And I’ve only just realised why this phenomenon of PowerPoint overload happens: it’s when presenters think their audiences want a copy of the presentation afterwards. In other words, they try to make one slide deck fit two purposes – live presenting and solo reading.

Yet the last thing anyone would want after a presentation is a cumbersome PowerPoint, taking up to two minutes to open, and with all the key messages buried somewhere inside all that data. So here is my ultra-simple three-step guide to using PowerPoints.

  1. Plan for the live presentation to be short: around 10 slides per 20 minutes of talk, with your main points designed to support a clear call to action.
  2. Create a few backup slides for the live question-and-answer session, which should always follow the presentation.
  3. Give your audience a written handout afterwards. In other words, write a short report.

I won’t devote space in this blog to the first two points. There are countless worthy resources out there to help professionals create better PowerPoints, from people like Garth Reynolds, Eric Bergman, Lawrence Lessig and my personal favourite, Nancy Duarte. I can also offer you a short five-step overview here: Fastest ever PowerPoint checklist, by Stephanie Oley.

So here’s a short summary of the classic report writing technique I present in my report writing course at Sydney Uni’s Centre for Continuing Education. And if your industry is data-heavy by nature, this advice still applies to you. Charts, graphs, projections and other visual representations of information work superbly well in reports – they just need a paragraph of written explanation to accompany them. You can even use some SmartArt graphics, to illustrate relationships, processes, hierarchies and more. Truly!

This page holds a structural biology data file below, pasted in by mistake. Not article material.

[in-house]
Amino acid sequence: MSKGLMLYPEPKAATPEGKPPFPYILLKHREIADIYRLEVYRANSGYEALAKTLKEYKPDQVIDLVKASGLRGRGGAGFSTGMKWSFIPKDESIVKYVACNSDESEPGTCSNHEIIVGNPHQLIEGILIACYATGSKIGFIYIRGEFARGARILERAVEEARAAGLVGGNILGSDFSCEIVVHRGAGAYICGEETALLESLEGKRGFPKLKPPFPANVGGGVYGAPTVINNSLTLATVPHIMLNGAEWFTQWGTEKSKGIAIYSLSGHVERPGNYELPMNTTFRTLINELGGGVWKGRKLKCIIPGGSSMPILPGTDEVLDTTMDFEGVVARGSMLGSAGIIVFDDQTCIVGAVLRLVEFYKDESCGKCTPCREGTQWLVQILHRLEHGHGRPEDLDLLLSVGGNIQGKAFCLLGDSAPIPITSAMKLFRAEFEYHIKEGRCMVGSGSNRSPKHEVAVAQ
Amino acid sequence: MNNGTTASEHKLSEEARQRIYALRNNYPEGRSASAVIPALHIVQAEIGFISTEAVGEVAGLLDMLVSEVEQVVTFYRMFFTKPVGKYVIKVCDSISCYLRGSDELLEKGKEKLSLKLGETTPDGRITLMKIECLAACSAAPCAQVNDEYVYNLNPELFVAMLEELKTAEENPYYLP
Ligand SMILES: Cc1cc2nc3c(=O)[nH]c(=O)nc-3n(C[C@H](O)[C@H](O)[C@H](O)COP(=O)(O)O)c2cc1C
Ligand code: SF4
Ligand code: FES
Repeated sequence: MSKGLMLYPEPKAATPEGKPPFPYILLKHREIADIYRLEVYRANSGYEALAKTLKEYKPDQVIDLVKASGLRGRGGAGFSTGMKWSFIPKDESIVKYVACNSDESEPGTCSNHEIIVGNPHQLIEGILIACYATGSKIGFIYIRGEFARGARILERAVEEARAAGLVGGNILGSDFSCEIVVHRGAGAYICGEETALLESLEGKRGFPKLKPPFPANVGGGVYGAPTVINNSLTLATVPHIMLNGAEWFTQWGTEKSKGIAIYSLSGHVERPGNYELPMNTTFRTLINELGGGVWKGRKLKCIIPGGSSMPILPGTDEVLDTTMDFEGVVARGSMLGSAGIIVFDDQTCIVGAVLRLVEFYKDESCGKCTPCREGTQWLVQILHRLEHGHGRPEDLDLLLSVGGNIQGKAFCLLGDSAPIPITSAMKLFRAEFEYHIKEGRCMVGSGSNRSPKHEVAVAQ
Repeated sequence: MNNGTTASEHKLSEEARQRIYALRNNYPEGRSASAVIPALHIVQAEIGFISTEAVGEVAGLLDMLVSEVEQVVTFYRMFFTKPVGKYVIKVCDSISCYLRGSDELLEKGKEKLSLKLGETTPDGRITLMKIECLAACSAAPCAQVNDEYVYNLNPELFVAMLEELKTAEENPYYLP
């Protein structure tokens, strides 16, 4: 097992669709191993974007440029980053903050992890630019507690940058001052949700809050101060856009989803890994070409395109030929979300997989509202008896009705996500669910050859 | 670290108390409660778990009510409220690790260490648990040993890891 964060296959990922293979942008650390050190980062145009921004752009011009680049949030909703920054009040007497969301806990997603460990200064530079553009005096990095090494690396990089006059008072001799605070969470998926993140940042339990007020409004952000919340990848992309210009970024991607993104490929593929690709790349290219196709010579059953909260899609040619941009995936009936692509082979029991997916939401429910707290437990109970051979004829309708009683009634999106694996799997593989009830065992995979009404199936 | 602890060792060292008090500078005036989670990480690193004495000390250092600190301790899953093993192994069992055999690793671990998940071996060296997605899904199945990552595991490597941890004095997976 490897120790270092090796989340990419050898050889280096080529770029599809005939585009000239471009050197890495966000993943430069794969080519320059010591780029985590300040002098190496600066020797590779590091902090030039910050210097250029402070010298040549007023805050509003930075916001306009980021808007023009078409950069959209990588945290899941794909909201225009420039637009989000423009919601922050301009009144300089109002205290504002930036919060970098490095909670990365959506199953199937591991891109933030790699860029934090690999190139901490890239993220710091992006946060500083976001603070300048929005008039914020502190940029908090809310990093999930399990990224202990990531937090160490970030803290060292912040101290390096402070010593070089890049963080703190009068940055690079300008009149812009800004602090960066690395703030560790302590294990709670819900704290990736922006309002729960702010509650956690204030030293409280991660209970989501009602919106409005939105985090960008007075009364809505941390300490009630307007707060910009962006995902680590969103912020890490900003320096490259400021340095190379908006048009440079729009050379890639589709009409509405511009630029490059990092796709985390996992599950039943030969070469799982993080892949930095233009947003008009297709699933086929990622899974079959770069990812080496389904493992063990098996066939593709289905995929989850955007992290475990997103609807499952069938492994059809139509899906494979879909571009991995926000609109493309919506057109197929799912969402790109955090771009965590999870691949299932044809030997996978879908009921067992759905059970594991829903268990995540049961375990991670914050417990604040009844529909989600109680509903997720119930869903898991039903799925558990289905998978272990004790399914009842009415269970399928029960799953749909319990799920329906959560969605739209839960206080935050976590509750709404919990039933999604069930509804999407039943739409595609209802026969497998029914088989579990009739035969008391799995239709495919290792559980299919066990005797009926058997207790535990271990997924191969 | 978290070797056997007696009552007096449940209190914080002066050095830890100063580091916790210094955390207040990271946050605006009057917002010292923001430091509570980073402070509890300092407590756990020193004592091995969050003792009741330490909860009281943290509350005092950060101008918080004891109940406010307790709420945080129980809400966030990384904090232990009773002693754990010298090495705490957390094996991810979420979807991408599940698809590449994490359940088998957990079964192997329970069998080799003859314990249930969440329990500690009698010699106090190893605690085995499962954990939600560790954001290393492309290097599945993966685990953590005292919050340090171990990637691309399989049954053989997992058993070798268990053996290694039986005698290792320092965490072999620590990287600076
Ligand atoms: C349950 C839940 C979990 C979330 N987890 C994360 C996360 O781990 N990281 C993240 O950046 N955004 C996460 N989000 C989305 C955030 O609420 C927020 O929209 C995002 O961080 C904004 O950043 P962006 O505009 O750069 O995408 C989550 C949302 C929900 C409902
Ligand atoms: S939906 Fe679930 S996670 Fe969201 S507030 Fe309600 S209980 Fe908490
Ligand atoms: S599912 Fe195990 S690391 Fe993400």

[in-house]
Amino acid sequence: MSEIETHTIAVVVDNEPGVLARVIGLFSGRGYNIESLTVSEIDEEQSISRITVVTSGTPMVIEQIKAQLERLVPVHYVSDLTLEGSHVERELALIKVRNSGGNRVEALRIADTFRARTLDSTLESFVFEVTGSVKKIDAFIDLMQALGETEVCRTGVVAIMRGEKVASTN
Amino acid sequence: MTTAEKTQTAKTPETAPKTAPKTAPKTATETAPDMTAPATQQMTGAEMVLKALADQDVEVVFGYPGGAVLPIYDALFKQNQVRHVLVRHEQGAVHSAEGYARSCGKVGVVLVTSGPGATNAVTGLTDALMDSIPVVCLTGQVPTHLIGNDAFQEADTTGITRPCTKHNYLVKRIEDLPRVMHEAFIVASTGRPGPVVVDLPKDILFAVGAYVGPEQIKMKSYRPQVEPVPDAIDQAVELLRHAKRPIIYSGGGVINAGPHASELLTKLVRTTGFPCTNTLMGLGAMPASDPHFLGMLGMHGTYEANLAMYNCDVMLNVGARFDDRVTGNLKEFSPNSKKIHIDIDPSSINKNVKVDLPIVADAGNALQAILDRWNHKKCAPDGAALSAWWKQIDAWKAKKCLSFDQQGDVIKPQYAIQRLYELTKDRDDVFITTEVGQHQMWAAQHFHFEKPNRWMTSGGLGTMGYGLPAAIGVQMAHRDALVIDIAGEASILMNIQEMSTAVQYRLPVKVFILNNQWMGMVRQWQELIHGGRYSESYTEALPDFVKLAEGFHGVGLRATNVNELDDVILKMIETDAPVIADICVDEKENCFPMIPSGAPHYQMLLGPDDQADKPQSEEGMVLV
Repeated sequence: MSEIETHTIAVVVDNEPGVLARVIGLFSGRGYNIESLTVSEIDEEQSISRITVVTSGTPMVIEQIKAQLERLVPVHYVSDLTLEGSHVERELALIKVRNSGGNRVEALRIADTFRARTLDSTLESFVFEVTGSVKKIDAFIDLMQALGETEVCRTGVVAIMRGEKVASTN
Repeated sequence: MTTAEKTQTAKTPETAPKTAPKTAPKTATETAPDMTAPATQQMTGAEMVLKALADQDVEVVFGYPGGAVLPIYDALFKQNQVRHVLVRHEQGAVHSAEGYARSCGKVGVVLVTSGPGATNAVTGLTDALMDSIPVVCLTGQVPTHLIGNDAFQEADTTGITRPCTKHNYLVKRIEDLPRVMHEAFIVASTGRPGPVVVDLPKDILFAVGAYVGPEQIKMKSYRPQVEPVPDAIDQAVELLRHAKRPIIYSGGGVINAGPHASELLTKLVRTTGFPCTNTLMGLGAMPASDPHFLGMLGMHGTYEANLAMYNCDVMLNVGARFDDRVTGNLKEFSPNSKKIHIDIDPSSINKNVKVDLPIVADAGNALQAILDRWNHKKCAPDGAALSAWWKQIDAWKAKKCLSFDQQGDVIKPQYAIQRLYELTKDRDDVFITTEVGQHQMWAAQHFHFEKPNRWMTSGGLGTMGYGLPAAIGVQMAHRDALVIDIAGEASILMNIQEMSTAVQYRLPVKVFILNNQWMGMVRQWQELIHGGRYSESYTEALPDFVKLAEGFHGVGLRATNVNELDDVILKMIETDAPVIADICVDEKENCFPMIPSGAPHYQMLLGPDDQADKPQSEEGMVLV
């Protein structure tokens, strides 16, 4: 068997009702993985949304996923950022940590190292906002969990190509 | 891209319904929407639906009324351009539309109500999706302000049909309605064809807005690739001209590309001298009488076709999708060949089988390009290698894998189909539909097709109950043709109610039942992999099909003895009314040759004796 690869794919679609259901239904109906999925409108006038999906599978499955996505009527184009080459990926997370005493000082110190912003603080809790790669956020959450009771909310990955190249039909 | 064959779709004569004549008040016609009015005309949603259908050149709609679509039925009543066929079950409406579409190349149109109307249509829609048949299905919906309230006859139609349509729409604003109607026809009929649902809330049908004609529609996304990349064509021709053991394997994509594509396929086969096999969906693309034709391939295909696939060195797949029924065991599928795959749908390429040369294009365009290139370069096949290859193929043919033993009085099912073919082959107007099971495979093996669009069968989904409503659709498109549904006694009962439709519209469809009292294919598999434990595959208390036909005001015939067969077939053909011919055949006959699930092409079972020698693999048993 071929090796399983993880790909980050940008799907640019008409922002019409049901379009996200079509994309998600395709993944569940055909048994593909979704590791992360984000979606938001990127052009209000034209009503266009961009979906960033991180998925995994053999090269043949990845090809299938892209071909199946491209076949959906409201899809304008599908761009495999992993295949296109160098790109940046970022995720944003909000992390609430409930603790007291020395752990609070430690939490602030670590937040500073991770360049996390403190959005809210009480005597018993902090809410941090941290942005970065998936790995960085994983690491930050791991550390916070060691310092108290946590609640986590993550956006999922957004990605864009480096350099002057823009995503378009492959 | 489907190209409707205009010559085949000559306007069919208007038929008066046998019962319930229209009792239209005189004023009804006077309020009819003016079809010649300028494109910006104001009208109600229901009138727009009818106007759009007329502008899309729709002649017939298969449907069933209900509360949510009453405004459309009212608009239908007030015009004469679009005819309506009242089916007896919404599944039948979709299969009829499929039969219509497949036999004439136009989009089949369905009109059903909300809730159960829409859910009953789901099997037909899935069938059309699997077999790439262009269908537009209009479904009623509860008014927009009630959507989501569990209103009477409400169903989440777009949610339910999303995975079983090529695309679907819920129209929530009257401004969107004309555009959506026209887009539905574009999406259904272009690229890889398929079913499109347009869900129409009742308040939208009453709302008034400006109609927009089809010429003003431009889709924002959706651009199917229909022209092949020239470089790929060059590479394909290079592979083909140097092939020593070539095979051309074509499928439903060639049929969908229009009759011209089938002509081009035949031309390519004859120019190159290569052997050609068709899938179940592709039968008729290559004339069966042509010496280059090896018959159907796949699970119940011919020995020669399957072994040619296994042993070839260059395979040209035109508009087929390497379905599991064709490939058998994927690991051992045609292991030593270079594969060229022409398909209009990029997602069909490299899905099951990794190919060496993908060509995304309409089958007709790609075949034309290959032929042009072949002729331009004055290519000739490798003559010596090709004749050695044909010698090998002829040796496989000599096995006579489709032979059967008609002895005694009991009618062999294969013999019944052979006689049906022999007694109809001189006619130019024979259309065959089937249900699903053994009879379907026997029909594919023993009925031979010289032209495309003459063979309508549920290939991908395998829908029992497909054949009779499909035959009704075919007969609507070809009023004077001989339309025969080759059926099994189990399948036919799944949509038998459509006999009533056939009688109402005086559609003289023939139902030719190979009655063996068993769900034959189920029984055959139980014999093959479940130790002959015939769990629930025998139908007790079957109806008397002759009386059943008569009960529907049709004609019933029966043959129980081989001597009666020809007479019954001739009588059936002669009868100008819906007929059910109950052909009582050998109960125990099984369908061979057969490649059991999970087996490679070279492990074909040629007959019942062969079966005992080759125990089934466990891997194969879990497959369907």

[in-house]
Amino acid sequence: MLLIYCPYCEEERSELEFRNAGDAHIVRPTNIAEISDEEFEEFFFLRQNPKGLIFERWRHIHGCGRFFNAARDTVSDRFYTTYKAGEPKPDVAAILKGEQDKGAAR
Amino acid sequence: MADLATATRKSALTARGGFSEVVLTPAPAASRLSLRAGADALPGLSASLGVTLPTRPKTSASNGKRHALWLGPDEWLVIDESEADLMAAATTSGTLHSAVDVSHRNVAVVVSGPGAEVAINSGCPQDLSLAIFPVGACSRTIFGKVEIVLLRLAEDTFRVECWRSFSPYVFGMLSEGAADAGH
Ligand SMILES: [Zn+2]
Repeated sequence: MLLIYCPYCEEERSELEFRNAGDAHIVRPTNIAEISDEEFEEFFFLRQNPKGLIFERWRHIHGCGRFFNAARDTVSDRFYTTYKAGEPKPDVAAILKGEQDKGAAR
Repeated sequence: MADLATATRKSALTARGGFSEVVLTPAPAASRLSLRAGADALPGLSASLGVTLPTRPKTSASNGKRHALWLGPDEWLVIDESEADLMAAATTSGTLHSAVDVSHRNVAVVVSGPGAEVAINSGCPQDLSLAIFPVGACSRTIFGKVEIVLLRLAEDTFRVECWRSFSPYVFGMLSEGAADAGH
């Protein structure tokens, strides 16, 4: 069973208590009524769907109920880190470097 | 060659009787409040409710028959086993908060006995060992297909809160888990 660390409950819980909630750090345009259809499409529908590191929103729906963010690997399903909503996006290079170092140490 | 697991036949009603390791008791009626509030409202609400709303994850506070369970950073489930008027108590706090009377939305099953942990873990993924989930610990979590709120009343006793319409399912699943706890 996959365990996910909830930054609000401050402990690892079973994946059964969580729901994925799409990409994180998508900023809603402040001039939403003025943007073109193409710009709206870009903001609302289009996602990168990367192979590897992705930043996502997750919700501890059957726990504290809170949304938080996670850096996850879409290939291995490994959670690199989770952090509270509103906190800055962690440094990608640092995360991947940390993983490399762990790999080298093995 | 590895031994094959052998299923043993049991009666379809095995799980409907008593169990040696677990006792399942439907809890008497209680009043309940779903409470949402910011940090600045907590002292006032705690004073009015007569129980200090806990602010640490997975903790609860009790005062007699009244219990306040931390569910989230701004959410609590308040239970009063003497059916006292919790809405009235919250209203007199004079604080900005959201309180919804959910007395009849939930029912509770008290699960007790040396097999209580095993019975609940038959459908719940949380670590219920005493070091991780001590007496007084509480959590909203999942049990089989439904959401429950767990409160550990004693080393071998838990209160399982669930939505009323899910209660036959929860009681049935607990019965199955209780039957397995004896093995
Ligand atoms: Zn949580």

The 7 steps to writing a report

  1. Analyse your objectives and audience needs, and write down your response to questions like the ones in the Melb Uni guide below.
  2. Grab a notebook or a stack of Post-It notes, because your first step is mindmapping away from your desk – planning should never start on a screen.
  3. Write a strong message statement in the middle of the mindmap.
  4. Write a handful of arguments to support your main proposition – three or four is a good number, just like in your spoken presentation.
  5. Step away from the mindmap now and turn to your screen, writing your report with a summary first before guiding your readers to each subsequent point.
  6. Make sure to use those juicy PowerPoint graphs, charts and projections as necessary to support your key points.
  7. Wrap up each section with a statement summarising its main points or segueing to the next section, and have a ‘Next steps’ section at the very end. There is no conclusion as such, because you have ideally given the reader the main takeaways and recommendations in the first half-page of the report.

This report-writing guide produced by Melbourne University and used by Sydney University is good, although it doesn’t teach you to start with a message statement and set up a hierarchy of ideas supporting this statement. Get an overview of that technique here, or go to the original author of this principle, Barbara Minto.

I’m happy to say the advice in this blog post is supported by lots of other communications experts, but I would love to hear your thoughts. Send ’em through.